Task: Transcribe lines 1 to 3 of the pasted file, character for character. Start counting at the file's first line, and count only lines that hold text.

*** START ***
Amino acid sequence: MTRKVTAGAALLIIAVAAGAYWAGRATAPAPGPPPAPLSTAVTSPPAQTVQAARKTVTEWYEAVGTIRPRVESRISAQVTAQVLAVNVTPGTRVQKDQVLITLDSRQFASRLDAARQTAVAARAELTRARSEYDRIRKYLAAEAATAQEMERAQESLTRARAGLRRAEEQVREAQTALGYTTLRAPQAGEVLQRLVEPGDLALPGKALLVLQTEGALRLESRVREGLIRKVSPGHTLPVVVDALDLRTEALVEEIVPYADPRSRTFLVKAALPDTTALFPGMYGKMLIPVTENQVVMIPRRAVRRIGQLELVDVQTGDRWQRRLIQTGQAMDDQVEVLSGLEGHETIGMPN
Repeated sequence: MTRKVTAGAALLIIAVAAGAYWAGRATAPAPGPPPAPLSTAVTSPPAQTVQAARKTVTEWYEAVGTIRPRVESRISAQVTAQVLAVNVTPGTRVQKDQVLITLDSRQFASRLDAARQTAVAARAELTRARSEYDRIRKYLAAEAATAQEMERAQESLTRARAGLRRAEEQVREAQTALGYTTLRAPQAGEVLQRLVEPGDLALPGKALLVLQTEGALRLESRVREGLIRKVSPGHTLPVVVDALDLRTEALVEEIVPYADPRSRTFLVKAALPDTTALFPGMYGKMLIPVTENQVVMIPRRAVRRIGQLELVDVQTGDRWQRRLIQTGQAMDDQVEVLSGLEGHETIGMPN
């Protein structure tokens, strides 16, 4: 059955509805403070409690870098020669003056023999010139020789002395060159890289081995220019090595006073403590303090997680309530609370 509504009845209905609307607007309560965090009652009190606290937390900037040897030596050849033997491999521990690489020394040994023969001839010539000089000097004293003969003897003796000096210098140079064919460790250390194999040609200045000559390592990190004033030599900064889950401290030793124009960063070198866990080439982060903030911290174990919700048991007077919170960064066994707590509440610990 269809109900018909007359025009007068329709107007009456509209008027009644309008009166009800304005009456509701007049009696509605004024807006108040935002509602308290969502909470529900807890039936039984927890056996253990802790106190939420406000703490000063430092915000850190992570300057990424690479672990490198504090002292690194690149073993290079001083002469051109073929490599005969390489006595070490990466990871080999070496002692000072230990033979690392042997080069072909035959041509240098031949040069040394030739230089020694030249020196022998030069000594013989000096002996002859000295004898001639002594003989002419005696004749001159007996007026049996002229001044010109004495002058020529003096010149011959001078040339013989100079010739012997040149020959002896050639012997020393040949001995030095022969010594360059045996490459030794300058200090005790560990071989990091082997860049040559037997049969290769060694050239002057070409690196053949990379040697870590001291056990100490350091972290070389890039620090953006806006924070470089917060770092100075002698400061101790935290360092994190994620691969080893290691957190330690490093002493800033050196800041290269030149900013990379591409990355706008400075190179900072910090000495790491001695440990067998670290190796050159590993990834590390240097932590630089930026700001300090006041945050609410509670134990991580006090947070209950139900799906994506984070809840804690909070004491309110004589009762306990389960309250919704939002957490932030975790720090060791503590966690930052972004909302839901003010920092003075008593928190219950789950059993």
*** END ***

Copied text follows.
Amino acid sequence: MTRKVTAGAALLIIAVAAGAYWAGRATAPAPGPPPAPLSTAVTSPPAQTVQAARKTVTEWYEAVGTIRPRVESRISAQVTAQVLAVNVTPGTRVQKDQVLITLDSRQFASRLDAARQTAVAARAELTRARSEYDRIRKYLAAEAATAQEMERAQESLTRARAGLRRAEEQVREAQTALGYTTLRAPQAGEVLQRLVEPGDLALPGKALLVLQTEGALRLESRVREGLIRKVSPGHTLPVVVDALDLRTEALVEEIVPYADPRSRTFLVKAALPDTTALFPGMYGKMLIPVTENQVVMIPRRAVRRIGQLELVDVQTGDRWQRRLIQTGQAMDDQVEVLSGLEGHETIGMPN
Repeated sequence: MTRKVTAGAALLIIAVAAGAYWAGRATAPAPGPPPAPLSTAVTSPPAQTVQAARKTVTEWYEAVGTIRPRVESRISAQVTAQVLAVNVTPGTRVQKDQVLITLDSRQFASRLDAARQTAVAARAELTRARSEYDRIRKYLAAEAATAQEMERAQESLTRARAGLRRAEEQVREAQTALGYTTLRAPQAGEVLQRLVEPGDLALPGKALLVLQTEGALRLESRVREGLIRKVSPGHTLPVVVDALDLRTEALVEEIVPYADPRSRTFLVKAALPDTTALFPGMYGKMLIPVTENQVVMIPRRAVRRIGQLELVDVQTGDRWQRRLIQTGQAMDDQVEVLSGLEGHETIGMPN
């Protein structure tokens, strides 16, 4: 059955509805403070409690870098020669003056023999010139020789002395060159890289081995220019090595006073403590303090997680309530609370 509504009845209905609307607007309560965090009652009190606290937390900037040897030596050849033997491999521990690489020394040994023969001839010539000089000097004293003969003897003796000096210098140079064919460790250390194999040609200045000559390592990190004033030599900064889950401290030793124009960063070198866990080439982060903030911290174990919700048991007077919170960064066994707590509440610990 269809109900018909007359025009007068329709107007009456509209008027009644309008009166009800304005009456509701007049009696509605004024807006108040935002509602308290969502909470529900807890039936039984927890056996253990802790106190939420406000703490000063430092915000850190992570300057990424690479672990490198504090002292690194690149073993290079001083002469051109073929490599005969390489006595070490990466990871080999070496002692000072230990033979690392042997080069072909035959041509240098031949040069040394030739230089020694030249020196022998030069000594013989000096002996002859000295004898001639002594003989002419005696004749001159007996007026049996002229001044010109004495002058020529003096010149011959001078040339013989100079010739012997040149020959002896050639012997020393040949001995030095022969010594360059045996490459030794300058200090005790560990071989990091082997860049040559037997049969290769060694050239002057070409690196053949990379040697870590001291056990100490350091972290070389890039620090953006806006924070470089917060770092100075002698400061101790935290360092994190994620691969080893290691957190330690490093002493800033050196800041290269030149900013990379591409990355706008400075190179900072910090000495790491001695440990067998670290190796050159590993990834590390240097932590630089930026700001300090006041945050609410509670134990991580006090947070209950139900799906994506984070809840804690909070004491309110004589009762306990389960309250919704939002957490932030975790720090060791503590966690930052972004909302839901003010920092003075008593928190219950789950059993």